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Fulton House


The Fulton House (112-116 Lincoln Way East) was listed on the National Register of Historic Places in 1977. Text below was adapted from a copy of the original nomination document. [1] Adaptation copyright © 2009, The Gombach Group.

Description

The original section of the Fulton House was constructed in 1793. This section comprises the 5 eastern bays of the present 8 bay building. The 1793 section is 2 1/2 stories high with an exposed basement on the east and south facades. It is constructed of native limestone laid in an irregular pattern with large quoins. In 1820 a 5 bay addition was added to the west gable. The present appearance thus presents an 8 bay facade, 74 feet long with doorways in the 3rd and 6th bays. Windows are 8 over 8 light double hung sash. Both doorways are topped by an 8 light rectangular transom. A variety of porches have decorated the front of the building over the years. In the last half of the 19th Century there was a full 2 story veranda with a projecting entrance patio. The present frame landing with two flights of steps is a restoration of the original arrangement. The roof is a medium pitch gable roof with 3 interior brick chimneys one at each gable end and one where the two sections are joined. Three late 19th Century gable roof dormers are located on the front slope of the roof. The rear slope has a single dormer in the 1793 section.

The west gable end has a doorway in the southern bay. A small frame landing leads to the entrance. The eastern gable wall has two windows on each floor and a very large vaulted arch at the basement level. The archway leads to a small basement room and served to channel water from a nearby spring into the house.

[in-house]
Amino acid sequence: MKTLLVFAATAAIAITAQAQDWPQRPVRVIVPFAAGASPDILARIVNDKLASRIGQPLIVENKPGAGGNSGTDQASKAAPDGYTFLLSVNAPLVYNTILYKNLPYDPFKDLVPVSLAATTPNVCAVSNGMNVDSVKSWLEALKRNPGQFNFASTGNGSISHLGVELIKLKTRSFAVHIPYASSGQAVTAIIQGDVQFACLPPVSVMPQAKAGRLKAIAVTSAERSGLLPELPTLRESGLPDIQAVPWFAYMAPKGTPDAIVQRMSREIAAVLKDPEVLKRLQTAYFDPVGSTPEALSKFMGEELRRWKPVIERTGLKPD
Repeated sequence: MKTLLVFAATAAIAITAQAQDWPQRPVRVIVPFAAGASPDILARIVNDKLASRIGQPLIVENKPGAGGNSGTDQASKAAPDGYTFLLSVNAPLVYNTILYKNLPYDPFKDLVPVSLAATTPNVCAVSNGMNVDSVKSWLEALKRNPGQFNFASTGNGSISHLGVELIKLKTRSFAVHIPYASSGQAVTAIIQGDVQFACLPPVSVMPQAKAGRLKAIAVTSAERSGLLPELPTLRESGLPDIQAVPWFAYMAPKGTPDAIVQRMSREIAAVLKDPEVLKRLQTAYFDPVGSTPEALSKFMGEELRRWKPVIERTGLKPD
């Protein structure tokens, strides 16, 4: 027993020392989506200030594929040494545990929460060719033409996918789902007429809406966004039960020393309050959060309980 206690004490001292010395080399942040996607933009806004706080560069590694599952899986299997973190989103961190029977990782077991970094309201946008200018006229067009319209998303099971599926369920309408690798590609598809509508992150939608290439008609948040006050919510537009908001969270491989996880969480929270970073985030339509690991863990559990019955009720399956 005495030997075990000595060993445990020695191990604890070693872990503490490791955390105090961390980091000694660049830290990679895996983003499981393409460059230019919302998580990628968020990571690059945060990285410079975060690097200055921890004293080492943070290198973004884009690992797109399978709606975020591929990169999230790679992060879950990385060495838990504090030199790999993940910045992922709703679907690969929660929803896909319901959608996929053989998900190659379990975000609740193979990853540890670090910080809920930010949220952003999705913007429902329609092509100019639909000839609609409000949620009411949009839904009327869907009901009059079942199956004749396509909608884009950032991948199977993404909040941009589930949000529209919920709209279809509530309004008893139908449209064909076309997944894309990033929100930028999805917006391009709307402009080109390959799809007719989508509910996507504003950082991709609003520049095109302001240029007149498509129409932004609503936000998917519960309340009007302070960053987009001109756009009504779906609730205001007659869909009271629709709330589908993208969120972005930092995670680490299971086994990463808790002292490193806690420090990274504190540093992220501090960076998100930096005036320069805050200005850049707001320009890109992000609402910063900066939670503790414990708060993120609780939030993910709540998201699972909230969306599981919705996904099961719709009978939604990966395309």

A 21 by 19 foot log kitchen wing is attached to the rear of the 1793 section. The date of construction is unknown. The stone foundation is exposed on the east side. A shed roof porch runs the full width of the west side. Logs are notched and filled with stone and mortar chinking. The north gable is covered with vertical siding.

The interior of the 1793 section of the Fulton House has a full width hall with two rooms leading off of it. Woodwork is almost all original including the fireplace mantles and chair rail. The interior of the 1820 addition was gutted by fire in 1945 and contains little of its interior appointments. The Fulton House is currently [in 1977] being restored by the Borough of McConnellsburg and the Fulton County Historical Society.

Significance

McConnellsburg was an important stop on the main east-west road. The town was established in 1786 by Daniel McConnell and by 1800 had approximately 50 houses and 4 taverns. The Fulton House is one of the oldest surviving inns in the town and was perhaps the most illustrious. In the course of its long history the hotel had as guests, John and Abigail Adams, William Henry Harrison, Zachary Taylor, James Buchannan, and Eleanor Roosevelt.

The Fulton House is an excellent example of the inns which lined the early wagon roads and turnpikes. Architecturally it has several interesting features such as the large arch at the basement level, and the early log kitchen wing. The interiors of the 1793 section are largely original and are particularly noteworthy.

References

Lathrop, Elise. Early American Inns and Taverns, 1799.

History of Bedford, Somerset and Fulton Counties, Chicago: Waterman, Watkins and Company, 1884.

  1. Watson, William K., Pennsylvania Historical and Museum Commission, Fulton House, nomination document, 1977, National Park Service, National Register of Historic Places, Washington, D.C.

Fulton House Map

Street Names
Lincoln Way East

**Information is curated from a variety of sources and, while deemed reliable, is not guaranteed.
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